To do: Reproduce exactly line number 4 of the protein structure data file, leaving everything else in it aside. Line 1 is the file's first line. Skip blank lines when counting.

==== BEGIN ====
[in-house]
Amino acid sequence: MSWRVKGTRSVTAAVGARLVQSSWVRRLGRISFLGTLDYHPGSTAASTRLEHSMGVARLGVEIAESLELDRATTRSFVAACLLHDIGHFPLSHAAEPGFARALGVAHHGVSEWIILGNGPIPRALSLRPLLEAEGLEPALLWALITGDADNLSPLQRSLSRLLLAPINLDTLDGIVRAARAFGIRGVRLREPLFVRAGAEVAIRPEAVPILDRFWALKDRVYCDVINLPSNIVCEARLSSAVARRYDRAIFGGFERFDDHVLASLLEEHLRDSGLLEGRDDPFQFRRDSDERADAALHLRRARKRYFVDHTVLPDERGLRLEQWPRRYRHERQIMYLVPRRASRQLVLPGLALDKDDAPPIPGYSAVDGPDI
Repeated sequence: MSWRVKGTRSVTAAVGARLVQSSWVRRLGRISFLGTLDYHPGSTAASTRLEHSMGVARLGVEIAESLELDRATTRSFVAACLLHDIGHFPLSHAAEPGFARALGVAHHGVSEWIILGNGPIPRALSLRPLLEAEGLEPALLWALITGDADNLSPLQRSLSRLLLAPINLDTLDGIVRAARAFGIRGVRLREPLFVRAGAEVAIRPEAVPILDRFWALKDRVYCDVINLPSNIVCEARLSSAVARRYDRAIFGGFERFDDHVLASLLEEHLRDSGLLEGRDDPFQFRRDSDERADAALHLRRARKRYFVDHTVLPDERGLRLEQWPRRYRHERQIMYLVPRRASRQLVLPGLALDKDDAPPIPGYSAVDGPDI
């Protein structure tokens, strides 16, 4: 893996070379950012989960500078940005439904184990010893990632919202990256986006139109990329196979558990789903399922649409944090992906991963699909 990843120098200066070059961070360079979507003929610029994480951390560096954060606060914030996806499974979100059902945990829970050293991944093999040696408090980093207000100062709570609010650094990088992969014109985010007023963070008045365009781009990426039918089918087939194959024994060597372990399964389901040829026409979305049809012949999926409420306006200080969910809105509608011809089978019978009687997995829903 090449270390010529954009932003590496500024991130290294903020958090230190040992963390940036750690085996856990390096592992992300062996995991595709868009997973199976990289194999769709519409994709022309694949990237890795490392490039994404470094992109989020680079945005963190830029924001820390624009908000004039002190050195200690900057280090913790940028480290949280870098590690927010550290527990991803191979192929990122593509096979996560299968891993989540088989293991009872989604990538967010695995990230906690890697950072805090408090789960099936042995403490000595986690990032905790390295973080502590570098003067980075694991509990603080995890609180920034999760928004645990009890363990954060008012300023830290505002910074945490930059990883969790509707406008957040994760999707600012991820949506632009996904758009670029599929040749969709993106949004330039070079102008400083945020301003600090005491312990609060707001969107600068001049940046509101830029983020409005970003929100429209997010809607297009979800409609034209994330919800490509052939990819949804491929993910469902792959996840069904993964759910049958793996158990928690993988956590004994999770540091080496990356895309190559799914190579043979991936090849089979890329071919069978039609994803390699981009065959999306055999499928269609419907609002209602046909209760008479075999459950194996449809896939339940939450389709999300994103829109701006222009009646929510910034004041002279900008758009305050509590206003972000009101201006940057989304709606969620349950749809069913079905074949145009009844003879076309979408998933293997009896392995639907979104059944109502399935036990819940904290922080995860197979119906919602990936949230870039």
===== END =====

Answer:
């Protein structure tokens, strides 16, 4: 893996070379950012989960500078940005439904184990010893990632919202990256986006139109990329196979558990789903399922649409944090992906991963699909 990843120098200066070059961070360079979507003929610029994480951390560096954060606060914030996806499974979100059902945990829970050293991944093999040696408090980093207000100062709570609010650094990088992969014109985010007023963070008045365009781009990426039918089918087939194959024994060597372990399964389901040829026409979305049809012949999926409420306006200080969910809105509608011809089978019978009687997995829903 090449270390010529954009932003590496500024991130290294903020958090230190040992963390940036750690085996856990390096592992992300062996995991595709868009997973199976990289194999769709519409994709022309694949990237890795490392490039994404470094992109989020680079945005963190830029924001820390624009908000004039002190050195200690900057280090913790940028480290949280870098590690927010550290527990991803191979192929990122593509096979996560299968891993989540088989293991009872989604990538967010695995990230906690890697950072805090408090789960099936042995403490000595986690990032905790390295973080502590570098003067980075694991509990603080995890609180920034999760928004645990009890363990954060008012300023830290505002910074945490930059990883969790509707406008957040994760999707600012991820949506632009996904758009670029599929040749969709993106949004330039070079102008400083945020301003600090005491312990609060707001969107600068001049940046509101830029983020409005970003929100429209997010809607297009979800409609034209994330919800490509052939990819949804491929993910469902792959996840069904993964759910049958793996158990928690993988956590004994999770540091080496990356895309190559799914190579043979991936090849089979890329071919069978039609994803390699981009065959999306055999499928269609419907609002209602046909209760008479075999459950194996449809896939339940939450389709999300994103829109701006222009009646929510910034004041002279900008758009305050509590206003972000009101201006940057989304709606969620349950749809069913079905074949145009009844003879076309979408998933293997009896392995639907979104059944109502399935036990819940904290922080995860197979119906919602990936949230870039």